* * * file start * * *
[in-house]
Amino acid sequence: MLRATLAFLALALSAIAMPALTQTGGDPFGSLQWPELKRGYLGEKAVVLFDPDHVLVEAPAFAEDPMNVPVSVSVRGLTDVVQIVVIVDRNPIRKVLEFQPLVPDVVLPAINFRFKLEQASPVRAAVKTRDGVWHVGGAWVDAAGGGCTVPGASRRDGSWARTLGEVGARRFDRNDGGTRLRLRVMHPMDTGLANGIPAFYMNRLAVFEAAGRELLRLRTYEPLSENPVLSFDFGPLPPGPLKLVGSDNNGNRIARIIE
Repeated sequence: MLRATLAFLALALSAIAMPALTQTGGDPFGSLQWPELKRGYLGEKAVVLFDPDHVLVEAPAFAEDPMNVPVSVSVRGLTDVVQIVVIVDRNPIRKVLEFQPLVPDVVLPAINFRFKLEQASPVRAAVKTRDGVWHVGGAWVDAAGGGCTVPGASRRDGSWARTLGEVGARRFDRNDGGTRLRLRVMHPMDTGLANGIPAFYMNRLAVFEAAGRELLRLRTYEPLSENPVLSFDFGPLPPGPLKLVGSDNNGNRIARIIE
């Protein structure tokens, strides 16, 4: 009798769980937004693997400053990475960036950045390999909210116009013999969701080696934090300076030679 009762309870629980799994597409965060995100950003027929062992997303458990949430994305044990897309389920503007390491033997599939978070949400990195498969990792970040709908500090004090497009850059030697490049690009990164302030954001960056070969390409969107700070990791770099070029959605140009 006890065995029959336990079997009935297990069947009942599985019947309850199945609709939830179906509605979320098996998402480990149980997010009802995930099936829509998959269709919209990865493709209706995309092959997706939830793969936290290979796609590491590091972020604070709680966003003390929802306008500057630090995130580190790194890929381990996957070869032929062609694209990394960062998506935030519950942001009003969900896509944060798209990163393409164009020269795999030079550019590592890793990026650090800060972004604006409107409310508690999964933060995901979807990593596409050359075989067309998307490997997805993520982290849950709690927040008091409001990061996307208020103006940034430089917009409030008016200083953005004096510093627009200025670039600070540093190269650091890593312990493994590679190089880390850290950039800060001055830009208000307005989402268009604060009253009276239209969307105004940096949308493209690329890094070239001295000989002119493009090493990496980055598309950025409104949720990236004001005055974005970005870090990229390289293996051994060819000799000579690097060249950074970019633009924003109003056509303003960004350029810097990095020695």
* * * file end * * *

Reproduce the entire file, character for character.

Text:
[in-house]
Amino acid sequence: MLRATLAFLALALSAIAMPALTQTGGDPFGSLQWPELKRGYLGEKAVVLFDPDHVLVEAPAFAEDPMNVPVSVSVRGLTDVVQIVVIVDRNPIRKVLEFQPLVPDVVLPAINFRFKLEQASPVRAAVKTRDGVWHVGGAWVDAAGGGCTVPGASRRDGSWARTLGEVGARRFDRNDGGTRLRLRVMHPMDTGLANGIPAFYMNRLAVFEAAGRELLRLRTYEPLSENPVLSFDFGPLPPGPLKLVGSDNNGNRIARIIE
Repeated sequence: MLRATLAFLALALSAIAMPALTQTGGDPFGSLQWPELKRGYLGEKAVVLFDPDHVLVEAPAFAEDPMNVPVSVSVRGLTDVVQIVVIVDRNPIRKVLEFQPLVPDVVLPAINFRFKLEQASPVRAAVKTRDGVWHVGGAWVDAAGGGCTVPGASRRDGSWARTLGEVGARRFDRNDGGTRLRLRVMHPMDTGLANGIPAFYMNRLAVFEAAGRELLRLRTYEPLSENPVLSFDFGPLPPGPLKLVGSDNNGNRIARIIE
């Protein structure tokens, strides 16, 4: 009798769980937004693997400053990475960036950045390999909210116009013999969701080696934090300076030679 009762309870629980799994597409965060995100950003027929062992997303458990949430994305044990897309389920503007390491033997599939978070949400990195498969990792970040709908500090004090497009850059030697490049690009990164302030954001960056070969390409969107700070990791770099070029959605140009 006890065995029959336990079997009935297990069947009942599985019947309850199945609709939830179906509605979320098996998402480990149980997010009802995930099936829509998959269709919209990865493709209706995309092959997706939830793969936290290979796609590491590091972020604070709680966003003390929802306008500057630090995130580190790194890929381990996957070869032929062609694209990394960062998506935030519950942001009003969900896509944060798209990163393409164009020269795999030079550019590592890793990026650090800060972004604006409107409310508690999964933060995901979807990593596409050359075989067309998307490997997805993520982290849950709690927040008091409001990061996307208020103006940034430089917009409030008016200083953005004096510093627009200025670039600070540093190269650091890593312990493994590679190089880390850290950039800060001055830009208000307005989402268009604060009253009276239209969307105004940096949308493209690329890094070239001295000989002119493009090493990496980055598309950025409104949720990236004001005055974005970005870090990229390289293996051994060819000799000579690097060249950074970019633009924003109003056509303003960004350029810097990095020695």